Why is Atticus so worried throughout the chapter?
Why is Atticus so worried throughout chapter 30? Atticus thinks Jem killed Bob Ewell and wants him punished. He doesn’t want it covered up. He spends the night in Jem’s room because he is a caring father and loves his children.
What does Boo Radley represent?
Symbolically, Boo represents both Scout’s childish understanding of the lives of people around her, and also the genuine risks and dangers that face children as they grow up in the world. As a ghost-like figure, Boo also symbolizes aspects of the town’s past, such as intolerance, inequality, and slavery.
What words describe Boo Radley?
Scout is describing Boo Radley at the end of the novel when she sees him for the first time. Words like “khaki,” “gray,” “delicate,” and “thin” all reflect how physically unimposing and nonthreatening Boo actually is, as compared to the monstrous form that Boo took in the Finch children’s imagination.
How is Boo Radley perceived?
The Original Perception At the beginning of the book, Boo is almost ghost story. The entire town is afraid of him, and think that he is a monster. Even the adults, the ones who should treat poeople with the most respect, blame him for small crimes, and even the freezing of flowers.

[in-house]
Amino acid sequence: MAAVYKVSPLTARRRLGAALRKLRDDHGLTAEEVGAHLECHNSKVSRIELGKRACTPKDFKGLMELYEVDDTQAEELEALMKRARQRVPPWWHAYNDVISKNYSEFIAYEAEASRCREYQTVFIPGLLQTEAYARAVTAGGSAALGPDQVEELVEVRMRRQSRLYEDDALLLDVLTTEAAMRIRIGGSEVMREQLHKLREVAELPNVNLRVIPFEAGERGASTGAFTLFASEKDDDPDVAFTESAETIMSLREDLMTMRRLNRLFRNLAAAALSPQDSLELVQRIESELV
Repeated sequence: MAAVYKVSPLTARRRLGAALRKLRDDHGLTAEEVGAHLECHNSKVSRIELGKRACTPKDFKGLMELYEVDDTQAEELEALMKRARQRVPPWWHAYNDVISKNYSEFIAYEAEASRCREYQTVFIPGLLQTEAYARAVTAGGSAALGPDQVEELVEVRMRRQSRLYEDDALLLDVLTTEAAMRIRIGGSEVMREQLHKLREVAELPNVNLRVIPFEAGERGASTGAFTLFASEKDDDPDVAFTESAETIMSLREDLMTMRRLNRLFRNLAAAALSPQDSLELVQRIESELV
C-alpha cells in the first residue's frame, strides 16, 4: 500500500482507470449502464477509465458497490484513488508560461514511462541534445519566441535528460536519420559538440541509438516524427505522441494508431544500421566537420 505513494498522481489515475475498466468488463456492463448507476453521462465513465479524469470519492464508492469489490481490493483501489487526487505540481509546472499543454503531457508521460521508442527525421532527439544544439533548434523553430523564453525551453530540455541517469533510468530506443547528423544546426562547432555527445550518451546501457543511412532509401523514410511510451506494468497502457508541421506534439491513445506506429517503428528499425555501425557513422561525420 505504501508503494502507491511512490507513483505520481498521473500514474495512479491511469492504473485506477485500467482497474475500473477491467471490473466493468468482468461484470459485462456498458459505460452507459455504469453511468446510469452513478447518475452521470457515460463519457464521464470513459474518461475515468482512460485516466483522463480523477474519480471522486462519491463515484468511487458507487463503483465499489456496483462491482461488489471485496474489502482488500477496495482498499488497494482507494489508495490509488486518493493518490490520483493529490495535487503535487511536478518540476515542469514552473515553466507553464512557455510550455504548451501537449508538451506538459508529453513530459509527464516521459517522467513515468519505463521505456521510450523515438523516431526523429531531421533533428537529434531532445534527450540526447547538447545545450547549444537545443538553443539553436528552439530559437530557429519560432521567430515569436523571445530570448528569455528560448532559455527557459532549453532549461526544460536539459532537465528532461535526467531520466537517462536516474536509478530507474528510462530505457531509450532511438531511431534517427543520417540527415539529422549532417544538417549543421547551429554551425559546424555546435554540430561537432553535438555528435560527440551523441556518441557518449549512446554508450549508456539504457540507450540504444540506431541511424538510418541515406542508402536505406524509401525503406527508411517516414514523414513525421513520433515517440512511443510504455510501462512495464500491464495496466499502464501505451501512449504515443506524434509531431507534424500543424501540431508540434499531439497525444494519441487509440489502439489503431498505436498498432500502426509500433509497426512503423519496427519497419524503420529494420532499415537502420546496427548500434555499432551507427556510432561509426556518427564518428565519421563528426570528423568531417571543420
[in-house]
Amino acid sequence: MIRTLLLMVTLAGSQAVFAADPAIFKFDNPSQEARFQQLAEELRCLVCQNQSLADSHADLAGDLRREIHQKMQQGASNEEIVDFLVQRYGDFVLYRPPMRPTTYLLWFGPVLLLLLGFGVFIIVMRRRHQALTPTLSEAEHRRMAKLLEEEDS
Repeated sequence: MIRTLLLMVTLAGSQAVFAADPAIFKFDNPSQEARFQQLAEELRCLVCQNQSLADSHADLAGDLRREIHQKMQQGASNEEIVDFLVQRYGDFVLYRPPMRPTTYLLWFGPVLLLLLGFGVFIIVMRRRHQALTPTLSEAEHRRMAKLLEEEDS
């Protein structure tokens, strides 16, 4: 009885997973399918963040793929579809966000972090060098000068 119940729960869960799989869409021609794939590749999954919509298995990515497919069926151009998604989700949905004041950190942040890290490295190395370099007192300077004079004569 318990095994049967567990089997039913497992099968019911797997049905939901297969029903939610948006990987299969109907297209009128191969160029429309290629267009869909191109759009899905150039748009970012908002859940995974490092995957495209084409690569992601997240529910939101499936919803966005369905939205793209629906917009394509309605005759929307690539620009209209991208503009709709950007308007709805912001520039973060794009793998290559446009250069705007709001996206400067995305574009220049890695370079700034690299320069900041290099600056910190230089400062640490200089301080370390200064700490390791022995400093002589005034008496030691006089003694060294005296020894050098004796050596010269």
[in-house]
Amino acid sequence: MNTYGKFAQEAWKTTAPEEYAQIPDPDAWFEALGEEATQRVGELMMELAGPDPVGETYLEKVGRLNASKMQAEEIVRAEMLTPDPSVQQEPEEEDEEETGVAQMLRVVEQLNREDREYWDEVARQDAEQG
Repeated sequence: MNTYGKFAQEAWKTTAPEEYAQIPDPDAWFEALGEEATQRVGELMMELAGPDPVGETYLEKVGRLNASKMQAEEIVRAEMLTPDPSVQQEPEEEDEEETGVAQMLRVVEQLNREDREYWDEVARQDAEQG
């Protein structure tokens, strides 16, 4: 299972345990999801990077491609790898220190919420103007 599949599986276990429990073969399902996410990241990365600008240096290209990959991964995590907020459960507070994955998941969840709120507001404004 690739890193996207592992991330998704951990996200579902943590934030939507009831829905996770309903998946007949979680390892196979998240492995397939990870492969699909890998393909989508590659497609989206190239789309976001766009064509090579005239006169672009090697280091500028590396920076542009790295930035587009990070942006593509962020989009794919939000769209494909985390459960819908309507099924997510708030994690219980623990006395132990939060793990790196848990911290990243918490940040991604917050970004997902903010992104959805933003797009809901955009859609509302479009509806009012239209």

What do we learn about Boo Radley?
Boo Radley is a mysterious character. We know that he is a neighbor of the Finches; we know that he seldom comes out of doors; we know that people think there is something “not right” about him. Miss Stephanie tells the children about the a story that Boo once stabbed his father with a pair of scissors.
Why didn’t Boo Radley leave his house?
He believes that “Boo Radley’s stayed shut up in the house all this time… because he wants to stay inside” (227). Boo Radley chooses to stay in his house because he is scared to come out of it. When Boo Radley emerges and saves Jem and Scout, the reality of his character is fully revealed to the children.